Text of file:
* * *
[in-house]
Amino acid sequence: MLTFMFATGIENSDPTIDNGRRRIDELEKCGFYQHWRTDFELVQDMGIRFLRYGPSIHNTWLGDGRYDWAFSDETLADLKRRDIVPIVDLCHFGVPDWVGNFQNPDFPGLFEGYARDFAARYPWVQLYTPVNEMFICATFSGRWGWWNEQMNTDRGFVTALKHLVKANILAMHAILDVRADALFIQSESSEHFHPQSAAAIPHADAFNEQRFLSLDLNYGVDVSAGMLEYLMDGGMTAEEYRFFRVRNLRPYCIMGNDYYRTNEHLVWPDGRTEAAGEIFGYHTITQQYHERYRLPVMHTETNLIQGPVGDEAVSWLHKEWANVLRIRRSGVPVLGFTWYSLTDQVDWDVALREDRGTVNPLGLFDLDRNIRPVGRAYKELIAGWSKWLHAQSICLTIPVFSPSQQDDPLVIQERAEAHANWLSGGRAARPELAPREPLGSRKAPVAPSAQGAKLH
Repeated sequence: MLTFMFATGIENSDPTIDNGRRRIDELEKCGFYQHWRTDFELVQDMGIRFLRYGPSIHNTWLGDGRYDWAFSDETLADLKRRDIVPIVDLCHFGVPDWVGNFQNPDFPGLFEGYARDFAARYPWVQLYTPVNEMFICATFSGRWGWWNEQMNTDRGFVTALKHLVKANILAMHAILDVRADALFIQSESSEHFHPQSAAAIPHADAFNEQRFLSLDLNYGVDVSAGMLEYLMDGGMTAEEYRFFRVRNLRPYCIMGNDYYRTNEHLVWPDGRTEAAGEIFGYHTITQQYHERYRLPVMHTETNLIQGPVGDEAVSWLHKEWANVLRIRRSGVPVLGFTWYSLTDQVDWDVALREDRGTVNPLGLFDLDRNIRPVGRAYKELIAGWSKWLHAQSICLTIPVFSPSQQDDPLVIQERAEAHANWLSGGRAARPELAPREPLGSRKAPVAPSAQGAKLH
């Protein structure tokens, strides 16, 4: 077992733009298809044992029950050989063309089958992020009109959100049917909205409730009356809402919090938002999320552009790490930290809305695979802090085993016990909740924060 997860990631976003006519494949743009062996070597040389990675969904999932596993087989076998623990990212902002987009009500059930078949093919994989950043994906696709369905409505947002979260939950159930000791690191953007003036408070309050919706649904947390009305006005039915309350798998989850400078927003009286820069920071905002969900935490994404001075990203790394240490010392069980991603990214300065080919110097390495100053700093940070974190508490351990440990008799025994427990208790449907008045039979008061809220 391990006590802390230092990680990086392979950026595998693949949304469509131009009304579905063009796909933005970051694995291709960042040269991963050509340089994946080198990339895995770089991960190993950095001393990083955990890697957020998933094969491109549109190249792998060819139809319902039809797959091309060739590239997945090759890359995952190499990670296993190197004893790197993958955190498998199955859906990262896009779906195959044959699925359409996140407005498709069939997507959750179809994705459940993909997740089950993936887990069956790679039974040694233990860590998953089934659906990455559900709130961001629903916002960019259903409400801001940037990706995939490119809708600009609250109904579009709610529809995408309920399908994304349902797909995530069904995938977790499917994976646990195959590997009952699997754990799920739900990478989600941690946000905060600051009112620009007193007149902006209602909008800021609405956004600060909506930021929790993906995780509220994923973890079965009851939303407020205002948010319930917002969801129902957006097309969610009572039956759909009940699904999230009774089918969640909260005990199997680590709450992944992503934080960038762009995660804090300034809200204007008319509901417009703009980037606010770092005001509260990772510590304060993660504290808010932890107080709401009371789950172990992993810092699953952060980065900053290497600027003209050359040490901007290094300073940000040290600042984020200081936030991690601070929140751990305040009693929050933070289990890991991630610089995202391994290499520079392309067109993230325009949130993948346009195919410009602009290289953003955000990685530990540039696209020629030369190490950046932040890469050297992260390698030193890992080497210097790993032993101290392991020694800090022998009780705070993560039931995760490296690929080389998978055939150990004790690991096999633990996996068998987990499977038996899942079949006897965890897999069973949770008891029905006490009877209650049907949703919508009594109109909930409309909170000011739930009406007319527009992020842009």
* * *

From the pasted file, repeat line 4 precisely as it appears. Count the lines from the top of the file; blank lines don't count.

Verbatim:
């Protein structure tokens, strides 16, 4: 077992733009298809044992029950050989063309089958992020009109959100049917909205409730009356809402919090938002999320552009790490930290809305695979802090085993016990909740924060 997860990631976003006519494949743009062996070597040389990675969904999932596993087989076998623990990212902002987009009500059930078949093919994989950043994906696709369905409505947002979260939950159930000791690191953007003036408070309050919706649904947390009305006005039915309350798998989850400078927003009286820069920071905002969900935490994404001075990203790394240490010392069980991603990214300065080919110097390495100053700093940070974190508490351990440990008799025994427990208790449907008045039979008061809220 391990006590802390230092990680990086392979950026595998693949949304469509131009009304579905063009796909933005970051694995291709960042040269991963050509340089994946080198990339895995770089991960190993950095001393990083955990890697957020998933094969491109549109190249792998060819139809319902039809797959091309060739590239997945090759890359995952190499990670296993190197004893790197993958955190498998199955859906990262896009779906195959044959699925359409996140407005498709069939997507959750179809994705459940993909997740089950993936887990069956790679039974040694233990860590998953089934659906990455559900709130961001629903916002960019259903409400801001940037990706995939490119809708600009609250109904579009709610529809995408309920399908994304349902797909995530069904995938977790499917994976646990195959590997009952699997754990799920739900990478989600941690946000905060600051009112620009007193007149902006209602909008800021609405956004600060909506930021929790993906995780509220994923973890079965009851939303407020205002948010319930917002969801129902957006097309969610009572039956759909009940699904999230009774089918969640909260005990199997680590709450992944992503934080960038762009995660804090300034809200204007008319509901417009703009980037606010770092005001509260990772510590304060993660504290808010932890107080709401009371789950172990992993810092699953952060980065900053290497600027003209050359040490901007290094300073940000040290600042984020200081936030991690601070929140751990305040009693929050933070289990890991991630610089995202391994290499520079392309067109993230325009949130993948346009195919410009602009290289953003955000990685530990540039696209020629030369190490950046932040890469050297992260390698030193890992080497210097790993032993101290392991020694800090022998009780705070993560039931995760490296690929080389998978055939150990004790690991096999633990996996068998987990499977038996899942079949006897965890897999069973949770008891029905006490009877209650049907949703919508009594109109909930409309909170000011739930009406007319527009992020842009």